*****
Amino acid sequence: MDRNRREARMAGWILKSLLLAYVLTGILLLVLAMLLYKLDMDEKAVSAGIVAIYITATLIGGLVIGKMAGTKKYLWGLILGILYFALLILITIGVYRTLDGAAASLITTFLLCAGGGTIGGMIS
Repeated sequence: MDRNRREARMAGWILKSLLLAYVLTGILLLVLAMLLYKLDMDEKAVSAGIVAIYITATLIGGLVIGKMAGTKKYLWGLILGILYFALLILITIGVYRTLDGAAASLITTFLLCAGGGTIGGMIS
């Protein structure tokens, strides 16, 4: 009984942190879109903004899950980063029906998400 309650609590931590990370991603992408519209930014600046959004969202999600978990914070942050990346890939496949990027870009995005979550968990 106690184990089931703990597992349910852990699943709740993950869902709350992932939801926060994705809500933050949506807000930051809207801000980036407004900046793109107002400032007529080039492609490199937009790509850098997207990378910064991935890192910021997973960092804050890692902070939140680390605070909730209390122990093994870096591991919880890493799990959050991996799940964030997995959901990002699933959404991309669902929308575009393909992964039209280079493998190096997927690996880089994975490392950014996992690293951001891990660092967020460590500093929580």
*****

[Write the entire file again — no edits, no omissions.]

Amino acid sequence: MDRNRREARMAGWILKSLLLAYVLTGILLLVLAMLLYKLDMDEKAVSAGIVAIYITATLIGGLVIGKMAGTKKYLWGLILGILYFALLILITIGVYRTLDGAAASLITTFLLCAGGGTIGGMIS
Repeated sequence: MDRNRREARMAGWILKSLLLAYVLTGILLLVLAMLLYKLDMDEKAVSAGIVAIYITATLIGGLVIGKMAGTKKYLWGLILGILYFALLILITIGVYRTLDGAAASLITTFLLCAGGGTIGGMIS
């Protein structure tokens, strides 16, 4: 009984942190879109903004899950980063029906998400 309650609590931590990370991603992408519209930014600046959004969202999600978990914070942050990346890939496949990027870009995005979550968990 106690184990089931703990597992349910852990699943709740993950869902709350992932939801926060994705809500933050949506807000930051809207801000980036407004900046793109107002400032007529080039492609490199937009790509850098997207990378910064991935890192910021997973960092804050890692902070939140680390605070909730209390122990093994870096591991919880890493799990959050991996799940964030997995959901990002699933959404991309669902929308575009393909992964039209280079493998190096997927690996880089994975490392950014996992690293951001891990660092967020460590500093929580």